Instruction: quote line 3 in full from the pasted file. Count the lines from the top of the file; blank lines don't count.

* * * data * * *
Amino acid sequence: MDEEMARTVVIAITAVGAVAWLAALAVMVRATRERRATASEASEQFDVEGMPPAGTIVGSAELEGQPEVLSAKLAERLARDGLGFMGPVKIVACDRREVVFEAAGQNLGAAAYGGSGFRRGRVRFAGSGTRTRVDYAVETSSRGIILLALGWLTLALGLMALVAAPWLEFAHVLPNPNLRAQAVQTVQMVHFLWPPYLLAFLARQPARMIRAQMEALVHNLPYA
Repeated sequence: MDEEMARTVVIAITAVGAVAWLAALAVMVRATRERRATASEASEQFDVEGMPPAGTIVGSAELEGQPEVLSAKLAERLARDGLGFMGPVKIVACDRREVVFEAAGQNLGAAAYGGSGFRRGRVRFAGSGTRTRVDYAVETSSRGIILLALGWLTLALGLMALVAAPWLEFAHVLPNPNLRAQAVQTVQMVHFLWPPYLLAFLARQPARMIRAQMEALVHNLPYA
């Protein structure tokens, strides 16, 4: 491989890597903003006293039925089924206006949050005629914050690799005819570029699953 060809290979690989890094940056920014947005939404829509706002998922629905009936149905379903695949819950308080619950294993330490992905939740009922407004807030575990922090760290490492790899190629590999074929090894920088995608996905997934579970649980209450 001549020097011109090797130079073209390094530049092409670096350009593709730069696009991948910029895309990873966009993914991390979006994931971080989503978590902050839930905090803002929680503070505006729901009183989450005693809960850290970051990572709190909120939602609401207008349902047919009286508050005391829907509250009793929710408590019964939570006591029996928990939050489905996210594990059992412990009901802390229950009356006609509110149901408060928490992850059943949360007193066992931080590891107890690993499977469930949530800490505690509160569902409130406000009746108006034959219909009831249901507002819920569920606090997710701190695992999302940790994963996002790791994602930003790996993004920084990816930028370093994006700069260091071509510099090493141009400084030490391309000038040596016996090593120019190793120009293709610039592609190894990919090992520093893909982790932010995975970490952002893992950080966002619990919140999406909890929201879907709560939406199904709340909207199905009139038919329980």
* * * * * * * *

């Protein structure tokens, strides 16, 4: 491989890597903003006293039925089924206006949050005629914050690799005819570029699953 060809290979690989890094940056920014947005939404829509706002998922629905009936149905379903695949819950308080619950294993330490992905939740009922407004807030575990922090760290490492790899190629590999074929090894920088995608996905997934579970649980209450 001549020097011109090797130079073209390094530049092409670096350009593709730069696009991948910029895309990873966009993914991390979006994931971080989503978590902050839930905090803002929680503070505006729901009183989450005693809960850290970051990572709190909120939602609401207008349902047919009286508050005391829907509250009793929710408590019964939570006591029996928990939050489905996210594990059992412990009901802390229950009356006609509110149901408060928490992850059943949360007193066992931080590891107890690993499977469930949530800490505690509160569902409130406000009746108006034959219909009831249901507002819920569920606090997710701190695992999302940790994963996002790791994602930003790996993004920084990816930028370093994006700069260091071509510099090493141009400084030490391309000038040596016996090593120019190793120009293709610039592609190894990919090992520093893909982790932010995975970490952002893992950080966002619990919140999406909890929201879907709560939406199904709340909207199905009139038919329980």